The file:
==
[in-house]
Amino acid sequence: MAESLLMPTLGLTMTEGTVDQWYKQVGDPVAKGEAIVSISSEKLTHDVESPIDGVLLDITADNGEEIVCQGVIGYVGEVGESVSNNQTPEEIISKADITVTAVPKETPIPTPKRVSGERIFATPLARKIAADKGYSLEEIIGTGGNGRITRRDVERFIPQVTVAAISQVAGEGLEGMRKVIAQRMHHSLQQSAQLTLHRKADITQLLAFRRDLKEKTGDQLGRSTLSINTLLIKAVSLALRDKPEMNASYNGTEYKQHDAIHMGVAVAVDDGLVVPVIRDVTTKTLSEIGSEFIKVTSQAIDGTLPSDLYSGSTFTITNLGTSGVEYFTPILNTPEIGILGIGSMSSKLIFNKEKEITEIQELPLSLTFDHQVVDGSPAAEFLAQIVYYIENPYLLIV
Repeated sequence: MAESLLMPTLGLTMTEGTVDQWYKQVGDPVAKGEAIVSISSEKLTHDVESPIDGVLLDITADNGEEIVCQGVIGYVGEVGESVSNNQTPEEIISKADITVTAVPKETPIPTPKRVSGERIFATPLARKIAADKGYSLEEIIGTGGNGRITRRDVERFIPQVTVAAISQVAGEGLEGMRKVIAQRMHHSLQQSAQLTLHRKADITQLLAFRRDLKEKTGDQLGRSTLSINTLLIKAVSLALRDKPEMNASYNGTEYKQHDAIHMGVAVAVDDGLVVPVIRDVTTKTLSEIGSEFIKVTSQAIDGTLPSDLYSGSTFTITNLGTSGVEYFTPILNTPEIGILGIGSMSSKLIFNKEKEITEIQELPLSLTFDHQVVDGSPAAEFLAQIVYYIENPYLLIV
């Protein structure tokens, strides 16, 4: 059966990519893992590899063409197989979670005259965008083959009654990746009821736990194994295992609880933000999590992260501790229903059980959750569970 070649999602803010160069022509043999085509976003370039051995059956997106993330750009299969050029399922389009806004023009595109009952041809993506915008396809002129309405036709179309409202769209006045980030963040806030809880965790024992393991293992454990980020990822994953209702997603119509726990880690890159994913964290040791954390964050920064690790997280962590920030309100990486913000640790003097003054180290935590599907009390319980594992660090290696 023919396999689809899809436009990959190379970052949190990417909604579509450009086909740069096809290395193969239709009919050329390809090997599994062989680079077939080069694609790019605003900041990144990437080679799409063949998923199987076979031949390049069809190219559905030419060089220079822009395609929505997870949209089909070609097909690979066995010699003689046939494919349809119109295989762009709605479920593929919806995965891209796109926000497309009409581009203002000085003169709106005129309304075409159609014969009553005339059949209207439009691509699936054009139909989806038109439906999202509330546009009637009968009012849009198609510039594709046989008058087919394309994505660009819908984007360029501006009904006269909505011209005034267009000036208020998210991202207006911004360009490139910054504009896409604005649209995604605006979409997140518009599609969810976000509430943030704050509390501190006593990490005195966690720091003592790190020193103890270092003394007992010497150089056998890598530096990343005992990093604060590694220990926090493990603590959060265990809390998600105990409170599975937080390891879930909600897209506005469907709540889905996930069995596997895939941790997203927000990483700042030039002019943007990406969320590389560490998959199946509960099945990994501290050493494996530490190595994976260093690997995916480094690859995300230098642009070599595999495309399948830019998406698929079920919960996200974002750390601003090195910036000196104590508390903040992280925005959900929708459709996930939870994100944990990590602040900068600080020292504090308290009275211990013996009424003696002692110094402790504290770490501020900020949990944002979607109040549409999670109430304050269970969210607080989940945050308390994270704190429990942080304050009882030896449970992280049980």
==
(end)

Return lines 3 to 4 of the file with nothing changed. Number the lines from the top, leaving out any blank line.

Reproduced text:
Repeated sequence: MAESLLMPTLGLTMTEGTVDQWYKQVGDPVAKGEAIVSISSEKLTHDVESPIDGVLLDITADNGEEIVCQGVIGYVGEVGESVSNNQTPEEIISKADITVTAVPKETPIPTPKRVSGERIFATPLARKIAADKGYSLEEIIGTGGNGRITRRDVERFIPQVTVAAISQVAGEGLEGMRKVIAQRMHHSLQQSAQLTLHRKADITQLLAFRRDLKEKTGDQLGRSTLSINTLLIKAVSLALRDKPEMNASYNGTEYKQHDAIHMGVAVAVDDGLVVPVIRDVTTKTLSEIGSEFIKVTSQAIDGTLPSDLYSGSTFTITNLGTSGVEYFTPILNTPEIGILGIGSMSSKLIFNKEKEITEIQELPLSLTFDHQVVDGSPAAEFLAQIVYYIENPYLLIV
């Protein structure tokens, strides 16, 4: 059966990519893992590899063409197989979670005259965008083959009654990746009821736990194994295992609880933000999590992260501790229903059980959750569970 070649999602803010160069022509043999085509976003370039051995059956997106993330750009299969050029399922389009806004023009595109009952041809993506915008396809002129309405036709179309409202769209006045980030963040806030809880965790024992393991293992454990980020990822994953209702997603119509726990880690890159994913964290040791954390964050920064690790997280962590920030309100990486913000640790003097003054180290935590599907009390319980594992660090290696 023919396999689809899809436009990959190379970052949190990417909604579509450009086909740069096809290395193969239709009919050329390809090997599994062989680079077939080069694609790019605003900041990144990437080679799409063949998923199987076979031949390049069809190219559905030419060089220079822009395609929505997870949209089909070609097909690979066995010699003689046939494919349809119109295989762009709605479920593929919806995965891209796109926000497309009409581009203002000085003169709106005129309304075409159609014969009553005339059949209207439009691509699936054009139909989806038109439906999202509330546009009637009968009012849009198609510039594709046989008058087919394309994505660009819908984007360029501006009904006269909505011209005034267009000036208020998210991202207006911004360009490139910054504009896409604005649209995604605006979409997140518009599609969810976000509430943030704050509390501190006593990490005195966690720091003592790190020193103890270092003394007992010497150089056998890598530096990343005992990093604060590694220990926090493990603590959060265990809390998600105990409170599975937080390891879930909600897209506005469907709540889905996930069995596997895939941790997203927000990483700042030039002019943007990406969320590389560490998959199946509960099945990994501290050493494996530490190595994976260093690997995916480094690859995300230098642009070599595999495309399948830019998406698929079920919960996200974002750390601003090195910036000196104590508390903040992280925005959900929708459709996930939870994100944990990590602040900068600080020292504090308290009275211990013996009424003696002692110094402790504290770490501020900020949990944002979607109040549409999670109430304050269970969210607080989940945050308390994270704190429990942080304050009882030896449970992280049980």